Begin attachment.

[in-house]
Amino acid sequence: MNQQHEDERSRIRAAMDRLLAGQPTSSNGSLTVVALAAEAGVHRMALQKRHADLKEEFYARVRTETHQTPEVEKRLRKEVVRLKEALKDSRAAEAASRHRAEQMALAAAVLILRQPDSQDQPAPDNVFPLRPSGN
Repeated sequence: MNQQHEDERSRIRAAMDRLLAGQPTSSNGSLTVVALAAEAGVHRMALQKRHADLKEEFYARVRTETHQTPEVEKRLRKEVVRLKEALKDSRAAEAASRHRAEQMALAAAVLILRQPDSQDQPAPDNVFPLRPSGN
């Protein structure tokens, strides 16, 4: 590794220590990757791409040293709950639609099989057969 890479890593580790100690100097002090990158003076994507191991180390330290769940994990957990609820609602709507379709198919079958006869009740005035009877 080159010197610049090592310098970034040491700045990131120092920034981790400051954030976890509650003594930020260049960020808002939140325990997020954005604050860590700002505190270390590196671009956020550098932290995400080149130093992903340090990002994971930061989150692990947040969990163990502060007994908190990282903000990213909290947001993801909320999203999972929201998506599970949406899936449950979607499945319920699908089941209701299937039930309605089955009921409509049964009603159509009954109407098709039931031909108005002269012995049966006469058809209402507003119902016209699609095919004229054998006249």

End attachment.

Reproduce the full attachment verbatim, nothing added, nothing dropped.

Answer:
[in-house]
Amino acid sequence: MNQQHEDERSRIRAAMDRLLAGQPTSSNGSLTVVALAAEAGVHRMALQKRHADLKEEFYARVRTETHQTPEVEKRLRKEVVRLKEALKDSRAAEAASRHRAEQMALAAAVLILRQPDSQDQPAPDNVFPLRPSGN
Repeated sequence: MNQQHEDERSRIRAAMDRLLAGQPTSSNGSLTVVALAAEAGVHRMALQKRHADLKEEFYARVRTETHQTPEVEKRLRKEVVRLKEALKDSRAAEAASRHRAEQMALAAAVLILRQPDSQDQPAPDNVFPLRPSGN
């Protein structure tokens, strides 16, 4: 590794220590990757791409040293709950639609099989057969 890479890593580790100690100097002090990158003076994507191991180390330290769940994990957990609820609602709507379709198919079958006869009740005035009877 080159010197610049090592310098970034040491700045990131120092920034981790400051954030976890509650003594930020260049960020808002939140325990997020954005604050860590700002505190270390590196671009956020550098932290995400080149130093992903340090990002994971930061989150692990947040969990163990502060007994908190990282903000990213909290947001993801909320999203999972929201998506599970949406899936449950979607499945319920699908089941209701299937039930309605089955009921409509049964009603159509009954109407098709039931031909108005002269012995049966006469058809209402507003119902016209699609095919004229054998006249």